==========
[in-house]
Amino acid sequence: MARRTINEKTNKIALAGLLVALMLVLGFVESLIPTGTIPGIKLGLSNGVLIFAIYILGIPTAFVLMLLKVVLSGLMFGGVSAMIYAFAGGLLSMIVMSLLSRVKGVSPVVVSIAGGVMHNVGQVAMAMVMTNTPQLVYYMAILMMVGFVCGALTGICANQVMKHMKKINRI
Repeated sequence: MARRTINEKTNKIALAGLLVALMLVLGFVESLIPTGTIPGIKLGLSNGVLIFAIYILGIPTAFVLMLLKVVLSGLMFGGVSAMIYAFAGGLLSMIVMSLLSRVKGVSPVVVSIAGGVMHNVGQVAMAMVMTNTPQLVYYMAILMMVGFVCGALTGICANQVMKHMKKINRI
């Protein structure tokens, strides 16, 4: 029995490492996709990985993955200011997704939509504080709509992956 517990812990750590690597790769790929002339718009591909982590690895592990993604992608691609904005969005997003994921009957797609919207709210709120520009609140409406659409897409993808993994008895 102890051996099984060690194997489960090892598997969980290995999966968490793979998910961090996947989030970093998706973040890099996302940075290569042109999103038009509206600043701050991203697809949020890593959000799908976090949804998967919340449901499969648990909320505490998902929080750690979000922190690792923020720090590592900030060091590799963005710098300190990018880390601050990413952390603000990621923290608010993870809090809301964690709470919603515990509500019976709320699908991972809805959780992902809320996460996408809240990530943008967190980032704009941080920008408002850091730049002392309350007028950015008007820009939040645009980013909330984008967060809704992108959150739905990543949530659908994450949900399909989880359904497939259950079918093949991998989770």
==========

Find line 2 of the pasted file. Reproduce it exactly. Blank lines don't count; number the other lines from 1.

Amino acid sequence: MARRTINEKTNKIALAGLLVALMLVLGFVESLIPTGTIPGIKLGLSNGVLIFAIYILGIPTAFVLMLLKVVLSGLMFGGVSAMIYAFAGGLLSMIVMSLLSRVKGVSPVVVSIAGGVMHNVGQVAMAMVMTNTPQLVYYMAILMMVGFVCGALTGICANQVMKHMKKINRI